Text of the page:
The Resiliency Of Sonia Sotomayor Essay

Submitted By MallikaKumar
Words: 1319
Pages: 6

The Resiliency of Sonia Sotomayor The United States is often considered the land of opportunity. From an early age the American Dream is sold as attainable by one and all, and fosters childhood dreams of succeeding in America. However, these dreams are sometimes far out of reach for America’s poor. The recession in 2008 brought about the single largest increase in childhood poverty and in 2011, a total of 15.1 million children were living in poverty (Ceballo, 2014a). Of those, a higher number of racial and ethnic minority children live in poverty, and a higher percentage of all children in poverty are from single parent homes (Ceballo, 2014a). Accoriding to Zolkoski & Bullock (2012), those of African American or Hispanic decent are particularly disadvantaged because they tend to live in dangerous neighborhoods with low employment, low quality schools and limited community support.
Children living in poverty are exposed to certain risks, which can impact their development and pull them farther away from their dreams and push them toward a harsh reality. Childhood poverty can have dangerous familial, social and environmental effects on childhood development. Poverty can impact children on and individual, familial and environmental level. Some of the risks associated with poverty are less cognitive stimulation at home, unstable living conditions, and dangerous living environments. According to McLoyd & Conger’s Family Stress Model (Ceballo, 2014a), poverty can cause economic distress, or an anxiety about the “inability to cope with financial problems”. Families who are experiencing poverty are usually affected by certain stressors such as low income or income loss, unstable work and high debts (Ceballo, 2014a).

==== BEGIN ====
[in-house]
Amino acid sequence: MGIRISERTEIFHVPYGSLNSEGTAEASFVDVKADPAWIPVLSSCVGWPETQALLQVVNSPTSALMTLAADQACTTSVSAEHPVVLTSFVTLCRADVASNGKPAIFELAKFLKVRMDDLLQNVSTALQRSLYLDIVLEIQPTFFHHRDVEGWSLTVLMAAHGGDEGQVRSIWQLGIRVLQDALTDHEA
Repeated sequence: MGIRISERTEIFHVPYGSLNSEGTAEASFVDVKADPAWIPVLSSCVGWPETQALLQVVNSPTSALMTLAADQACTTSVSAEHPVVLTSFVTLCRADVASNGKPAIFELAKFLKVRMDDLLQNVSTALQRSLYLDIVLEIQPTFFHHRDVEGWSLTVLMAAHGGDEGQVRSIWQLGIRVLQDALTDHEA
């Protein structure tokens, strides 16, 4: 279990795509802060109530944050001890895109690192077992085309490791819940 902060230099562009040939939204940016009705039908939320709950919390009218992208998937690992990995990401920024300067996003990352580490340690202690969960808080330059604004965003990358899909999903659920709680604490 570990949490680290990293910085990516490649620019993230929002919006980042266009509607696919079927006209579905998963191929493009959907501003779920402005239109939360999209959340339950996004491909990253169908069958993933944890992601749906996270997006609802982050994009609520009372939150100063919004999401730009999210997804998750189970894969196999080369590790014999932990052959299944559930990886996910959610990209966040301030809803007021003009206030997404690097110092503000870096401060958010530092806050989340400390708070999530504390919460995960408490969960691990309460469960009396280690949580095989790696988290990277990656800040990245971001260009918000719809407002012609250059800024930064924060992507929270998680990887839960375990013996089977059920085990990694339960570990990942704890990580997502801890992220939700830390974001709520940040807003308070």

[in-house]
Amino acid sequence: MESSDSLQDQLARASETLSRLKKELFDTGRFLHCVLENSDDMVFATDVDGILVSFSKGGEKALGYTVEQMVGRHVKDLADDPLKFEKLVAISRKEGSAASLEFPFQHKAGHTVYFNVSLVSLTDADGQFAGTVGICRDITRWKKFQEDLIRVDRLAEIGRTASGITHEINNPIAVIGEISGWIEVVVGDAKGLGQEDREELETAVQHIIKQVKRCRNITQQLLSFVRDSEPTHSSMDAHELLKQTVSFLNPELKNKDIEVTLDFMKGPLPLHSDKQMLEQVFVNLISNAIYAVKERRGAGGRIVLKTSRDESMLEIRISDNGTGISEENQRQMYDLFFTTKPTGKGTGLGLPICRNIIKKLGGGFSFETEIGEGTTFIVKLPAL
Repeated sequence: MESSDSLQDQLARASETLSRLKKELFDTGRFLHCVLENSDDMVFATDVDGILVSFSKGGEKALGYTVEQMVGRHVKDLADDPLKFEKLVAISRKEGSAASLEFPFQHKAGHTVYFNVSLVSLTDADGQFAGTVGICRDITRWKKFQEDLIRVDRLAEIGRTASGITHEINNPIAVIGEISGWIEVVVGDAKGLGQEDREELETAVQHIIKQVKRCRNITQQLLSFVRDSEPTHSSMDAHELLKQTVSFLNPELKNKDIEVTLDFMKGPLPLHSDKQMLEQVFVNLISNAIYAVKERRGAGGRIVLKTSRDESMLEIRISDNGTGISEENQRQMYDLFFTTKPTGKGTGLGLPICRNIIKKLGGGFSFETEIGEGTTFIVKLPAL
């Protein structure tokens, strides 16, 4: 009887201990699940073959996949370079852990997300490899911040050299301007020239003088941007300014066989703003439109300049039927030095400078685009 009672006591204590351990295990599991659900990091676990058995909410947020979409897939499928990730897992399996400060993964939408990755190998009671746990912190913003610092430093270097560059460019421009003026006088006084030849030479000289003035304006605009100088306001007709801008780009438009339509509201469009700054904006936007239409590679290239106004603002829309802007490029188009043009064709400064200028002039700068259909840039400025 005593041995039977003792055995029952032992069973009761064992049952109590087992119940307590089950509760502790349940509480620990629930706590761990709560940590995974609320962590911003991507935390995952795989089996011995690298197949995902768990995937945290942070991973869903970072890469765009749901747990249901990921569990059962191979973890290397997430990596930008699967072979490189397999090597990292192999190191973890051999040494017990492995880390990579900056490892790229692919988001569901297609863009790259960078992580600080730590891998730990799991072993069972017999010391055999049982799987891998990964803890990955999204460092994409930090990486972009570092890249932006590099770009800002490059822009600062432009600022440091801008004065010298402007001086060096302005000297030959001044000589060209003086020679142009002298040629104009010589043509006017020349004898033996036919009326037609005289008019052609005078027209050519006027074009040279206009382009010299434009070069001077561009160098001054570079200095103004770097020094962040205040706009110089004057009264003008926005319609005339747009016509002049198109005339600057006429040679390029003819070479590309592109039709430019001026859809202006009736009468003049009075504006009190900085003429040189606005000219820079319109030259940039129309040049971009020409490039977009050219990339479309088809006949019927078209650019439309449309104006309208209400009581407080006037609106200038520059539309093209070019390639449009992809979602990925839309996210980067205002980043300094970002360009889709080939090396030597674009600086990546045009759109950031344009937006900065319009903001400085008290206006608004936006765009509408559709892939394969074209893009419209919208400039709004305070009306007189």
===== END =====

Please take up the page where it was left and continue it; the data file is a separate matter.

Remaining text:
This economic pressure can cause psychological distresses on the family as a whole, including parental depression, marriage conflicts, and the inability to focus on child development. According to Ceballo (2014a), working class parents often stress obedience and have a more restrictive, power-assertive parenting technique. They tend to show less emotion, affection and warmth. These tough parenting techniques are usually due to lack of time and the addition of stresses. But they can lead the children to form unhealthy ideas about power dynamics. A lack of power and control at home may cause bursts of power-assertiveness outside the home, like at school. Children in poverty may rebel to seek control, or bully to gain a sense of power. Unfortunately, impoverished neighborhoods are often dangerous with a high presence of violence. Children ignored by parents, with rebellious tendencies, may make dangerous decision to get involved in gangs, drugs and other activities. Additionally, the lack of affection and focus on a child’s emotional development can have detrimental effects. For example, children may have a difficult time making friends or showing affection for others. Moreover, many families in poverty have parents who work multiple jobs or only one parent. The lack of focus on academic success is usually due to a lack of time on the part of the parents. This can cause a drop in cognitive performance in school and a lack of interest in further education and academics. Many children make the choice to drop out and not finish high school in order to help their parents with the income. Circumstances like these can lead to future of poverty for children when they become adults.
However, this is not the fate of all children who grow up in poverty. Many children possess and learn skills that help them build resilience to disadvantageous circumstances. Based on research by Zolkoski & Bullock (2012), resilience involves the presence of risks and protectors. They suggest that a resilient person is able to show that they were able to overcome difficulties and succeed in spite of being exposed to more problematic and disadvantageous situations than most (Zolkoski & Bullock, 2012). Similarly, my criteria for resilience and positive